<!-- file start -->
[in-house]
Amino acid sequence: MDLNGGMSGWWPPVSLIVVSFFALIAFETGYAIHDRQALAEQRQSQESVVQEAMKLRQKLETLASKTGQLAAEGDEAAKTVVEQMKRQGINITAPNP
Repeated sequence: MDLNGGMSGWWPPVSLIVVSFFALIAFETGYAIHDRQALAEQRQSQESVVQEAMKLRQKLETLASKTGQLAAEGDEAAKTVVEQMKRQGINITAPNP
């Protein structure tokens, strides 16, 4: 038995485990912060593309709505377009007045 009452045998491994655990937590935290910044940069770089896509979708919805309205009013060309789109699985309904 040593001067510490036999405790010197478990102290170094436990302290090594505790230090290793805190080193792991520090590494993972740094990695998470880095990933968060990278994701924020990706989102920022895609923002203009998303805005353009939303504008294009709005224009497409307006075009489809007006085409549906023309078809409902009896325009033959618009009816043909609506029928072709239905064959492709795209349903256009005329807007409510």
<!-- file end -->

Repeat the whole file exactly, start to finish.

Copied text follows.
[in-house]
Amino acid sequence: MDLNGGMSGWWPPVSLIVVSFFALIAFETGYAIHDRQALAEQRQSQESVVQEAMKLRQKLETLASKTGQLAAEGDEAAKTVVEQMKRQGINITAPNP
Repeated sequence: MDLNGGMSGWWPPVSLIVVSFFALIAFETGYAIHDRQALAEQRQSQESVVQEAMKLRQKLETLASKTGQLAAEGDEAAKTVVEQMKRQGINITAPNP
């Protein structure tokens, strides 16, 4: 038995485990912060593309709505377009007045 009452045998491994655990937590935290910044940069770089896509979708919805309205009013060309789109699985309904 040593001067510490036999405790010197478990102290170094436990302290090594505790230090290793805190080193792991520090590494993972740094990695998470880095990933968060990278994701924020990706989102920022895609923002203009998303805005353009939303504008294009709005224009497409307006075009489809007006085409549906023309078809409902009896325009033959618009009816043909609506029928072709239905064959492709795209349903256009005329807007409510």